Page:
Thanks for the detailed answers!
Unless the chiropractor was also a vet, I would have a vet examine the horse to confirm the diagnosis by the chiropractor. Chiropractors are very good at what they do, and there are many conditions that chiropractors know more about than vets (e.g. subluxations) but pulled muscles fall into the category that vets know more about than chiropractors.
This is a very unusual situation, and if this were my horse, I'd give strong consideration to taking the horse to the University of Sydney's University Veterinary Centre on the Camden campus, which is located atXXXXX Camden, NSW. See:http://www.vetsci.usyd.edu.au/veterinary_services/camden/clinic.shtml
If she does have a pulled muscle, they will have the equipment necessary to determine how extensive the injury is, and then give you an estimate of how long it will take to heal, AND tell you what you need to do to help it heal correctly. Depending on what they find when they examine her they may recommend xrays, ultrasound, and perhaps even MRIs. Once you have a definitive diagnosis, it may be that R&R turned out in a paddock is just what she needs, but it may also be that she should have some physical therapy, or be fed not on the ground, or some other similar change made to accommodate her injury and help it heal correctly. Without a comprehensive workup and definitive diagnosis you are really just guessing about the nature of the injury and can't make any predictions about what the best care is, or how long it will take to heal.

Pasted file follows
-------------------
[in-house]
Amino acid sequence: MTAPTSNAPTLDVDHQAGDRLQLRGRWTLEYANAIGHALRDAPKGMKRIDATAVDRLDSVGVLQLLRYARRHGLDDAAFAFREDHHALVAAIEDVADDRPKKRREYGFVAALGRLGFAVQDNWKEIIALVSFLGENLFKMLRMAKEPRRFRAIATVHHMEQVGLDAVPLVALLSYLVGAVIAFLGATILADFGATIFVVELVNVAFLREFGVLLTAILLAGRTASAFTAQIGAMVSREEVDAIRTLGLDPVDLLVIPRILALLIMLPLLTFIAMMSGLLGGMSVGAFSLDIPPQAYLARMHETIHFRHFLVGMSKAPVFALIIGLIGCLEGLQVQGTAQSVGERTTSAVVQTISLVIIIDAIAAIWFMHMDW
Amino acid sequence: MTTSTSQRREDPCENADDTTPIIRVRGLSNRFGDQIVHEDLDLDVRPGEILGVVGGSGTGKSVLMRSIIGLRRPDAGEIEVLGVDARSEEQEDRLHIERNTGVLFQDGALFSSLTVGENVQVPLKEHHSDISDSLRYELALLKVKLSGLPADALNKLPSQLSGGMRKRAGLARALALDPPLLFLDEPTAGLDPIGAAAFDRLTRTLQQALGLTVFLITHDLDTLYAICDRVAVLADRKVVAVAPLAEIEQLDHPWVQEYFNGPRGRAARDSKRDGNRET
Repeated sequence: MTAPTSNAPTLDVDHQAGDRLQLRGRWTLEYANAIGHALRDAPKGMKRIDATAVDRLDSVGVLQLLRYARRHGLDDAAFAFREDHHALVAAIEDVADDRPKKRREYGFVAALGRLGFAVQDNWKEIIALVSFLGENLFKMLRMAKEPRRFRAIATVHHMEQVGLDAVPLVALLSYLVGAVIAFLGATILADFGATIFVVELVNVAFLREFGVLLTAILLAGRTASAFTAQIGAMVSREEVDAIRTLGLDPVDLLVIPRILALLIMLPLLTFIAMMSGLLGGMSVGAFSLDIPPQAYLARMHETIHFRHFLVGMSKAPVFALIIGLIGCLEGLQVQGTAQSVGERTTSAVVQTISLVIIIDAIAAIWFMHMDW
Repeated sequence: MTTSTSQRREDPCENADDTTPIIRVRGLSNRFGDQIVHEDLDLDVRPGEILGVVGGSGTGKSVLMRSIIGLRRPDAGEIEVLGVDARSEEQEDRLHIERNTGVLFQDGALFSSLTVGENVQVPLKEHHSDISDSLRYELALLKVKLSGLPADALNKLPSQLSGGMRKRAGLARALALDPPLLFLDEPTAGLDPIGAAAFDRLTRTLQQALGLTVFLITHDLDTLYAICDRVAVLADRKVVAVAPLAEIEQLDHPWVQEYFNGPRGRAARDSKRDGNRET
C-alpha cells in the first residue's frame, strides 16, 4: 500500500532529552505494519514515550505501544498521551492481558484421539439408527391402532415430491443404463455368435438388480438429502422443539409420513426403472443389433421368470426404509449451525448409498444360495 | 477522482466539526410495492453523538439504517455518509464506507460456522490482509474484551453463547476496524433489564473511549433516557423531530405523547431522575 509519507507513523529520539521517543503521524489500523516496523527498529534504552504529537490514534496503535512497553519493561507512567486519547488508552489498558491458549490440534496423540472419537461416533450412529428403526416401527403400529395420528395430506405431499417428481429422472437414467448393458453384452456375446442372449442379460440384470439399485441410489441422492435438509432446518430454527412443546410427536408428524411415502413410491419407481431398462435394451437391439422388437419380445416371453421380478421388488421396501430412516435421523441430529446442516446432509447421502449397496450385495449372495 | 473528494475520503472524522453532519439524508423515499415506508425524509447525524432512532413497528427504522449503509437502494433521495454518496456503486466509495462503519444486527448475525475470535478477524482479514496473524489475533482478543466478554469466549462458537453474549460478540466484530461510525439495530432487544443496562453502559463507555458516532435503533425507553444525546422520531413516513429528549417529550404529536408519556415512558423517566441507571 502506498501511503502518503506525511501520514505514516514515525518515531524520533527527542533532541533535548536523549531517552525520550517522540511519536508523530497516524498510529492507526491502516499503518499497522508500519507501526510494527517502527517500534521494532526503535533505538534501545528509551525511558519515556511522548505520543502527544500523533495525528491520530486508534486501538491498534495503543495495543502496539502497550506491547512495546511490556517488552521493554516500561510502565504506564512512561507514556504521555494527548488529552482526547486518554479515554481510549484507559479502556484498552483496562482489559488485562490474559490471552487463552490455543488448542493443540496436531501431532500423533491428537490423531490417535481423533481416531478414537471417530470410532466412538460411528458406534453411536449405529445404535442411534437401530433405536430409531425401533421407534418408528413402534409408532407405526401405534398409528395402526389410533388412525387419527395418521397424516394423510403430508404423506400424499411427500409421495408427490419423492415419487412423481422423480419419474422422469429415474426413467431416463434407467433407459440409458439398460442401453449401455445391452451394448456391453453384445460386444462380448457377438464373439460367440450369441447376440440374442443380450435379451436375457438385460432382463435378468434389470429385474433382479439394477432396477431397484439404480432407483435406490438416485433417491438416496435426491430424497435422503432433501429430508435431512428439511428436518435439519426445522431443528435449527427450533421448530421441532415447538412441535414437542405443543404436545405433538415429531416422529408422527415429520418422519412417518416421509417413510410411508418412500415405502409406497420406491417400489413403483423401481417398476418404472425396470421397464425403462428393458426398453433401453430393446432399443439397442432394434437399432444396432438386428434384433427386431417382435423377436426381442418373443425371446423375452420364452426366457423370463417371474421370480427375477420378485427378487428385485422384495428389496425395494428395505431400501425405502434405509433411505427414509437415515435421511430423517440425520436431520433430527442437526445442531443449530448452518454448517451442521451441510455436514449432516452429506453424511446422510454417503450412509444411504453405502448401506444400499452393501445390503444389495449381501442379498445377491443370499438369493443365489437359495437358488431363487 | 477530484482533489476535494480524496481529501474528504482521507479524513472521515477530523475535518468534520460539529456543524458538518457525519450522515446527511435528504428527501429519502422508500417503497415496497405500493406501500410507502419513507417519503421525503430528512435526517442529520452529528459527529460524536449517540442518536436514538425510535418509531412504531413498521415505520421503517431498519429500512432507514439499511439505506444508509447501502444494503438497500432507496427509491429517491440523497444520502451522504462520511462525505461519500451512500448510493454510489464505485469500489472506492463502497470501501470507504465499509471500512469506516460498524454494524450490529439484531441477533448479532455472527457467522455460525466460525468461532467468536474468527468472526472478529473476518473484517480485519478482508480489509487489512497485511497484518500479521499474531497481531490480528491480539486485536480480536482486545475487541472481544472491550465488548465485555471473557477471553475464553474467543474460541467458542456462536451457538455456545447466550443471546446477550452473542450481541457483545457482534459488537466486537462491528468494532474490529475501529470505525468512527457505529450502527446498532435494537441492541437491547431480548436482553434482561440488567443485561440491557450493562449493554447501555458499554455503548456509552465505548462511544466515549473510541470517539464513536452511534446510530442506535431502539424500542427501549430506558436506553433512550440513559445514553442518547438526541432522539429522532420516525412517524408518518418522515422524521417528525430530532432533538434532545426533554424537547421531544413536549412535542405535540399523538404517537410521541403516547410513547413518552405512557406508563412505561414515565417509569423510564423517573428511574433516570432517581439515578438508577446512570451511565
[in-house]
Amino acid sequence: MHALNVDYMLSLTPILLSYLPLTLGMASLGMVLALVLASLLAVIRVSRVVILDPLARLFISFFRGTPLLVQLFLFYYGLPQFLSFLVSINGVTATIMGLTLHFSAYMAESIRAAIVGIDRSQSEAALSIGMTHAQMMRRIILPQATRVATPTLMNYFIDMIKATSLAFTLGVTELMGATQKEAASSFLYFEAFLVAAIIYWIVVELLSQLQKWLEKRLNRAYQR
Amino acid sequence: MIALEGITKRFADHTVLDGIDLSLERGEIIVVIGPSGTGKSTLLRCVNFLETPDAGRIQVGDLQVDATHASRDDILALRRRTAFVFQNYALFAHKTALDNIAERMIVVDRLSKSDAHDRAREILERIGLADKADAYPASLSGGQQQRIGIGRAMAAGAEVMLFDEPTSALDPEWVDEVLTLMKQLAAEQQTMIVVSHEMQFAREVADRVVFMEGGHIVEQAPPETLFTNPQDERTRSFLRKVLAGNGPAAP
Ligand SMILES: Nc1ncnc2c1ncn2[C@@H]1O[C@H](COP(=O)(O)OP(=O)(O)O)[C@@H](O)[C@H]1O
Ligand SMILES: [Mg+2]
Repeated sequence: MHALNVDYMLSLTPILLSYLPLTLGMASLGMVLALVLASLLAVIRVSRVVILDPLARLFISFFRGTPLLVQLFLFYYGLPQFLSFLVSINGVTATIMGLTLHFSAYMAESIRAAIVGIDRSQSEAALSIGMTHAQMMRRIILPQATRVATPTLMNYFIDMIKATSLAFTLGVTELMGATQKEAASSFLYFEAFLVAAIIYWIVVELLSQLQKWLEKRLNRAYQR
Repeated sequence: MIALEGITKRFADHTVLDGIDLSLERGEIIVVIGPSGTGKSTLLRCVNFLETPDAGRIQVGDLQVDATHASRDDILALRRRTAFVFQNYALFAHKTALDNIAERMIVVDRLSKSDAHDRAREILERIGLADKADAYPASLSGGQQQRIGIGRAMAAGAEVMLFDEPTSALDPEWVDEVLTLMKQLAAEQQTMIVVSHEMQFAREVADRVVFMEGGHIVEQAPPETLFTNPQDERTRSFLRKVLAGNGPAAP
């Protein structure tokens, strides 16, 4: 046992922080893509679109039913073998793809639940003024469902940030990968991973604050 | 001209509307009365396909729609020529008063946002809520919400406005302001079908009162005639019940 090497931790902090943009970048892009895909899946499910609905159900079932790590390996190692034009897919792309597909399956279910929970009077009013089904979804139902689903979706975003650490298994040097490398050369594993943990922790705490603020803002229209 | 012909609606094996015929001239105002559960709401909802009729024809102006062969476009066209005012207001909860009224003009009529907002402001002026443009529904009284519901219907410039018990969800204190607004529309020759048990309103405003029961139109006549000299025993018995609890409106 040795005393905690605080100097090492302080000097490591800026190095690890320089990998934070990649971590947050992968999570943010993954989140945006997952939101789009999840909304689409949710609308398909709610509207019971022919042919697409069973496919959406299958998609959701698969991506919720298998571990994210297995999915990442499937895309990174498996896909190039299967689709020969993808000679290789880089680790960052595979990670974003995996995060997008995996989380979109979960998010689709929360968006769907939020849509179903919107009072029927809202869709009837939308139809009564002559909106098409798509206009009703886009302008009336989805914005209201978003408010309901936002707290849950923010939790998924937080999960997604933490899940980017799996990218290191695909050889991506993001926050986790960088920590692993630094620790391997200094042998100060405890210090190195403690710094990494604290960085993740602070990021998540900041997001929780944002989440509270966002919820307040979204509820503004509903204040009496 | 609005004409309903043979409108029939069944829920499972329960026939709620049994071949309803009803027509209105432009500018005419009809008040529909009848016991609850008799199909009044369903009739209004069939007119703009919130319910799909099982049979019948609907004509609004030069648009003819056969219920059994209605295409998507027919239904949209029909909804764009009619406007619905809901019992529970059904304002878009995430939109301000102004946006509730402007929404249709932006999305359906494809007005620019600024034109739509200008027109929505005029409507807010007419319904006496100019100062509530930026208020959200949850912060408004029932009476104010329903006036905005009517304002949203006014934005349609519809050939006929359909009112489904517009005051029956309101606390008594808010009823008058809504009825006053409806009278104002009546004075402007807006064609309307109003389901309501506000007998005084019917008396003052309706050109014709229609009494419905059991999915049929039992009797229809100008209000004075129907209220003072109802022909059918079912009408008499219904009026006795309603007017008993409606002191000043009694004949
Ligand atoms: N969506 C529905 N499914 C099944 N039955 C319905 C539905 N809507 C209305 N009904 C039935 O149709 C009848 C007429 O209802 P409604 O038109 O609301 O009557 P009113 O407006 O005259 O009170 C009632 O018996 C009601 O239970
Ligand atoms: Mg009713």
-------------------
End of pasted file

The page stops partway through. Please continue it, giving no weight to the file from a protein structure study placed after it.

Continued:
I would also be sure to have a vet examine her if you have any thoughts about holding the seller and the seller's daughter responsible for the change in your mare's condition between the time you purchased her, and when they actually put the horse into your possession. The sooner you have this vet exam done, the better.